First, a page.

# Thevenins Theoram With 5 Resistors Im Stuck!!

Discussion in 'Homework Help' started by donniemateno, Dec 14, 2009.

1. ### donniemateno Thread Starter New Member

Dec 14, 2009
1
0
wondering if any one could give me a hand. i been set this circuit for homework and i have to find the current across Rl. im getting 0.00277 amps as a answer and it doesnt seem right to me. im getting abit thrown off by the 2 resistors in series (R2 and R3) after ive removed rl. i dont get how im meant to work out the voltage that i needed to work out the final current. any help or step by step kinda help for me would b much appriciated. this is for my motor vehicle degree homework

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2. ### ELECTRONERD AAC Fanatic!

May 26, 2009
1,146
16
Why are you thrown off by R2 and R3? They are simply series resistors which you can add up. Thus, you can replace both those resistors with a single resistor which has a value of 69Ω (22Ω + 47Ω).

Austin

3. ### Nanophotonics Active Member

Apr 2, 2009
365
3
Remove RL, calculate the open circuit voltage across AB, then short the supply voltage and calculate the equivalent resistance looking into the circuit at AB. Get the Thevenin's equivalent circuit and re-insert RL as in a series circuit, find the current using ohm's law.

4. ### Fraser_Integration Member

Nov 28, 2009
142
6
I'm not sure this is right, I am only learning this stuff at the moment, but here is my working.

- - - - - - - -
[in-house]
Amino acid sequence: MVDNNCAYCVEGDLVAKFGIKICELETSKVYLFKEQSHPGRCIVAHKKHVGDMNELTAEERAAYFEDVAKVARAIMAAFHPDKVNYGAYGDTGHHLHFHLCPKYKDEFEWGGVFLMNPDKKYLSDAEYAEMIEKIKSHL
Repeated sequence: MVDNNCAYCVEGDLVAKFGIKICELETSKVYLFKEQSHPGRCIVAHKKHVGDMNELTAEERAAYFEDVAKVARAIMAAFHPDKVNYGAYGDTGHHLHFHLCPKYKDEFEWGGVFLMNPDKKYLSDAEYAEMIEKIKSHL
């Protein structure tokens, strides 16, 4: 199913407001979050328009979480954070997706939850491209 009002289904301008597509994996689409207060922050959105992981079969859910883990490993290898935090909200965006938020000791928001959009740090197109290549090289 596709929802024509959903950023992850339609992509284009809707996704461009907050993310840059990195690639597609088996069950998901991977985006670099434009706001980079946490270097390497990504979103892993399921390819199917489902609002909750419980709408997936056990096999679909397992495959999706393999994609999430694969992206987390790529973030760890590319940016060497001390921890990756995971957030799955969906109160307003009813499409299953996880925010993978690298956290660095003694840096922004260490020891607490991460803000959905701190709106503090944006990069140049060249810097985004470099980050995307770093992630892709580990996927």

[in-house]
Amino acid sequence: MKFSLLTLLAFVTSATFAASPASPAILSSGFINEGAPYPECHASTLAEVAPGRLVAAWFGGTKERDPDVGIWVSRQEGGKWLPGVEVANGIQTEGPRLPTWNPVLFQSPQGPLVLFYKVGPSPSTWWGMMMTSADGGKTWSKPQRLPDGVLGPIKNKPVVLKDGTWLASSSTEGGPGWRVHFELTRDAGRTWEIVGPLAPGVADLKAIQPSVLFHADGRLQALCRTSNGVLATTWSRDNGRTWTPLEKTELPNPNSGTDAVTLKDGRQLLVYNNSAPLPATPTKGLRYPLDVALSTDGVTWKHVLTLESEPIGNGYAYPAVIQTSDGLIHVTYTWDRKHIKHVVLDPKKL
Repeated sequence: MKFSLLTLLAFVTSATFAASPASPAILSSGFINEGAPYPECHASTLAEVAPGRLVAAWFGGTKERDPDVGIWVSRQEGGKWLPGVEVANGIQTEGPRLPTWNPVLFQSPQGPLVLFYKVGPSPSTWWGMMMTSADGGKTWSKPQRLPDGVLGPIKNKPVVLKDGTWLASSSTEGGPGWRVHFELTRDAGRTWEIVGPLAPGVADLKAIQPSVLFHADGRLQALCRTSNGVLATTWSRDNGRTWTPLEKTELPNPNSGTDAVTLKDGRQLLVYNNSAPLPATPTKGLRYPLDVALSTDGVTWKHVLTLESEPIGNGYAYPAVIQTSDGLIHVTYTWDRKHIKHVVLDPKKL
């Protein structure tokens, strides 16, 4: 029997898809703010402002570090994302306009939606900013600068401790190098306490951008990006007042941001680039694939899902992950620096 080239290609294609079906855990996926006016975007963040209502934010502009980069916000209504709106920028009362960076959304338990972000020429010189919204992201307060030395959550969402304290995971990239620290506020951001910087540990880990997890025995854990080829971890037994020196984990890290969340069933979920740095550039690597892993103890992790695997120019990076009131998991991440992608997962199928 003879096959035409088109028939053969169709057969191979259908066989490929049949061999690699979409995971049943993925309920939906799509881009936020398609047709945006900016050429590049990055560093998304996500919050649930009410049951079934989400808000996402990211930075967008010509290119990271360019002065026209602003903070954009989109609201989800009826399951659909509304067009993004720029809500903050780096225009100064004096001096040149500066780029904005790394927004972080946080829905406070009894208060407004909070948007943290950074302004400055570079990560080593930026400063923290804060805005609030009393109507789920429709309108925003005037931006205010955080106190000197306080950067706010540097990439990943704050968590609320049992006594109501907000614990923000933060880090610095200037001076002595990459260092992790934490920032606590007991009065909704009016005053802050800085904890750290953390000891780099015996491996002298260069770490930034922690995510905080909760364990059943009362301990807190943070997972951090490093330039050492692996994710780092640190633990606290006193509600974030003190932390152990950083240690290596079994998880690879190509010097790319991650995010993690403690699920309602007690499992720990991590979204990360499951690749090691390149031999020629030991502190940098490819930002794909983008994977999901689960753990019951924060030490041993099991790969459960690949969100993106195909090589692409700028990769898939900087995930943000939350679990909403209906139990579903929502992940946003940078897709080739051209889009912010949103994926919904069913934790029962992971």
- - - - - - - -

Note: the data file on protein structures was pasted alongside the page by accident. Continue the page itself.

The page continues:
The voltage at the node above R2 and R3 = Thevenin voltage because no current flows through R4. By KCL at that node: (10-V1)/100 = V1/69

This solves to V1 and therefore Vth = 4.08

To find Rth, I always tend to join the output terminals so R4 is in parallel with the 69ohm combination. Then add the other resistor in parallel. I'm not sure if this is correct, i.e the 69ohm should be in parallel with R1, and then add R4 in parallel. Fortunately they are both the same in this example!

(100//69)//100

I evaluate this to around 29ohm.

Therefore I make hte current through the load 0.003965A.

Different to yours, but I'm not 100% sure I am right.

5. ### Nanophotonics Active Member

Apr 2, 2009
365
3
You got the Thevenin's voltage right, but not the resistance. You're probably confusing with Norton's theorem maybe.

In Thevenin's theorem, you short circuit the voltage source. That gives you R1 || (R2+R3), and the whole in series with R4. This is the Thevenin's equivalent resistance. Note that you're looking into the circuit at the terminal AB.

6. ### Fraser_Integration Member

Nov 28, 2009
142
6
Great, thanks for clearing that up.